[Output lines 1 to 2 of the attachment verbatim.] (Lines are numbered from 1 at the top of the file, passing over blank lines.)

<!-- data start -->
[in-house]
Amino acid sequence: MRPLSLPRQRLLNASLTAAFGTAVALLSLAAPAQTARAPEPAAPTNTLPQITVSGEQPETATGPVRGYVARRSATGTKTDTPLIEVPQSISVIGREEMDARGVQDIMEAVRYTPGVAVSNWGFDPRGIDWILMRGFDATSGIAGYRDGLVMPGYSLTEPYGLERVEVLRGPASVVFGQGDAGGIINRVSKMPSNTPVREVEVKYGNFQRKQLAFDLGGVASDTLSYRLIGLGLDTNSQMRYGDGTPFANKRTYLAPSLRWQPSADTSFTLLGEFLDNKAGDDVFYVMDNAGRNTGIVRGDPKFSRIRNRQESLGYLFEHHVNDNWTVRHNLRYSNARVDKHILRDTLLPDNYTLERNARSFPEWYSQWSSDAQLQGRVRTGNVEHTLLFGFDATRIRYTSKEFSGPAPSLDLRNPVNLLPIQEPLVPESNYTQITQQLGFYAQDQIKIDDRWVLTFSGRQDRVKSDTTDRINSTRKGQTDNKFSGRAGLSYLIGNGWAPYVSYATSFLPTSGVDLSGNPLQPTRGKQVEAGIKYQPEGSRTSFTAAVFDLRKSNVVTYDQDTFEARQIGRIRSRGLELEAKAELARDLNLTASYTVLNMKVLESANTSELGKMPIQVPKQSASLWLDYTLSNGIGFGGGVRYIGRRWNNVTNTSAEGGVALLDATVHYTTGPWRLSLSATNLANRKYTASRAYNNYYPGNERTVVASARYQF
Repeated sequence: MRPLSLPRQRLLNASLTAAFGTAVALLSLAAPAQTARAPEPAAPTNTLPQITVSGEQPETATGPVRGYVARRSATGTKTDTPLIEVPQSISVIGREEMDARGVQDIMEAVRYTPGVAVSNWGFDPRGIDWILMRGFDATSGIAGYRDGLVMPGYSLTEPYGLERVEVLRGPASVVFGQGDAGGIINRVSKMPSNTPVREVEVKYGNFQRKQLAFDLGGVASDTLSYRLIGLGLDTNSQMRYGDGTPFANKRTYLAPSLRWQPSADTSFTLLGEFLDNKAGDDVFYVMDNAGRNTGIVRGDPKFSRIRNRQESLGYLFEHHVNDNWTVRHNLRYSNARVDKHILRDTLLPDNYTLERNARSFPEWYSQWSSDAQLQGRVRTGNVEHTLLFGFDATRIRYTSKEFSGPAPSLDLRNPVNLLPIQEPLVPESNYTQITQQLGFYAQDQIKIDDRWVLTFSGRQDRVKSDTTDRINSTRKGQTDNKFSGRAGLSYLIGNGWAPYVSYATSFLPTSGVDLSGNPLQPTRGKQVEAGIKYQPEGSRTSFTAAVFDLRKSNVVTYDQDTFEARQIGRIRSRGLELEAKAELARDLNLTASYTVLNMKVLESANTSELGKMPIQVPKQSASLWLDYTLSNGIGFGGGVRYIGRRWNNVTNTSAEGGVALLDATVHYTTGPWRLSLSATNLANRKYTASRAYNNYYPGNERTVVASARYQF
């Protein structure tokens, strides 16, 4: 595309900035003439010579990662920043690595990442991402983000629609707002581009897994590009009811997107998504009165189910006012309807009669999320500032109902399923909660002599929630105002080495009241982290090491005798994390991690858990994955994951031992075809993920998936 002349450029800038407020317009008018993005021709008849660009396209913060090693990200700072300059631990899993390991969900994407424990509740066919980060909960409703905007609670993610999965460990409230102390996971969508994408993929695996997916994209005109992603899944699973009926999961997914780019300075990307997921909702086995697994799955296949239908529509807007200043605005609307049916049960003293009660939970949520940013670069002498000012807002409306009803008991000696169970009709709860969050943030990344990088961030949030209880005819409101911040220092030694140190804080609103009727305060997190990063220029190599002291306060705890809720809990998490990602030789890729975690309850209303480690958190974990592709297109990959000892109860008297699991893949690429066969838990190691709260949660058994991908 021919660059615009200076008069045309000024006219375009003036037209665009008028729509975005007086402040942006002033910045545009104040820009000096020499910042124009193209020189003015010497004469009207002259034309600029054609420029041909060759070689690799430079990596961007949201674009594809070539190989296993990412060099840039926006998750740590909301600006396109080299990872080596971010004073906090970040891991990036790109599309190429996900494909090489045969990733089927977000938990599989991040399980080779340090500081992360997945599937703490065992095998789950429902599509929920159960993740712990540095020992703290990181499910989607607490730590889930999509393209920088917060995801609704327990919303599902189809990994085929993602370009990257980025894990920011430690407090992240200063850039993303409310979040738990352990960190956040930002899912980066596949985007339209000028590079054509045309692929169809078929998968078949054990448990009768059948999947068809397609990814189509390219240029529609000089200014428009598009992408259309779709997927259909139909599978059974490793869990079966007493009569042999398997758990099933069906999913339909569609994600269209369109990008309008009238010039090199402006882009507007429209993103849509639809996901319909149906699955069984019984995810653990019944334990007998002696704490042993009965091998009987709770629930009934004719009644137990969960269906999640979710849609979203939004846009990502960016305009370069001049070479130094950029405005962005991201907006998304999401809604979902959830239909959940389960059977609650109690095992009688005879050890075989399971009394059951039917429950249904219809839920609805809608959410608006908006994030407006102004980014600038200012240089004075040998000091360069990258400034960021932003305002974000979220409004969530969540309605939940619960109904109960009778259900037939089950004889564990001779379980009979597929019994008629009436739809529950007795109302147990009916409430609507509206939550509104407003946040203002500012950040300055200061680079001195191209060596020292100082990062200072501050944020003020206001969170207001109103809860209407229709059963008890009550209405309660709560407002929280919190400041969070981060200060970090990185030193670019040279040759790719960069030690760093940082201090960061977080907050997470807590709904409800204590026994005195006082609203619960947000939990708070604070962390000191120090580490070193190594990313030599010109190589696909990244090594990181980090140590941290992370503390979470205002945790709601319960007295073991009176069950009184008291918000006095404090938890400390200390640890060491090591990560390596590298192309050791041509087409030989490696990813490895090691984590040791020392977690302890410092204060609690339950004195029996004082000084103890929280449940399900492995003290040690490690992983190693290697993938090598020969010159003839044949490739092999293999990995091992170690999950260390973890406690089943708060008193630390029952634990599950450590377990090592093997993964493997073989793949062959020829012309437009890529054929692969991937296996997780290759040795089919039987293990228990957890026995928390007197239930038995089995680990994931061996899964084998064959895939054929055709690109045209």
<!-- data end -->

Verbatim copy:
[in-house]
Amino acid sequence: MRPLSLPRQRLLNASLTAAFGTAVALLSLAAPAQTARAPEPAAPTNTLPQITVSGEQPETATGPVRGYVARRSATGTKTDTPLIEVPQSISVIGREEMDARGVQDIMEAVRYTPGVAVSNWGFDPRGIDWILMRGFDATSGIAGYRDGLVMPGYSLTEPYGLERVEVLRGPASVVFGQGDAGGIINRVSKMPSNTPVREVEVKYGNFQRKQLAFDLGGVASDTLSYRLIGLGLDTNSQMRYGDGTPFANKRTYLAPSLRWQPSADTSFTLLGEFLDNKAGDDVFYVMDNAGRNTGIVRGDPKFSRIRNRQESLGYLFEHHVNDNWTVRHNLRYSNARVDKHILRDTLLPDNYTLERNARSFPEWYSQWSSDAQLQGRVRTGNVEHTLLFGFDATRIRYTSKEFSGPAPSLDLRNPVNLLPIQEPLVPESNYTQITQQLGFYAQDQIKIDDRWVLTFSGRQDRVKSDTTDRINSTRKGQTDNKFSGRAGLSYLIGNGWAPYVSYATSFLPTSGVDLSGNPLQPTRGKQVEAGIKYQPEGSRTSFTAAVFDLRKSNVVTYDQDTFEARQIGRIRSRGLELEAKAELARDLNLTASYTVLNMKVLESANTSELGKMPIQVPKQSASLWLDYTLSNGIGFGGGVRYIGRRWNNVTNTSAEGGVALLDATVHYTTGPWRLSLSATNLANRKYTASRAYNNYYPGNERTVVASARYQF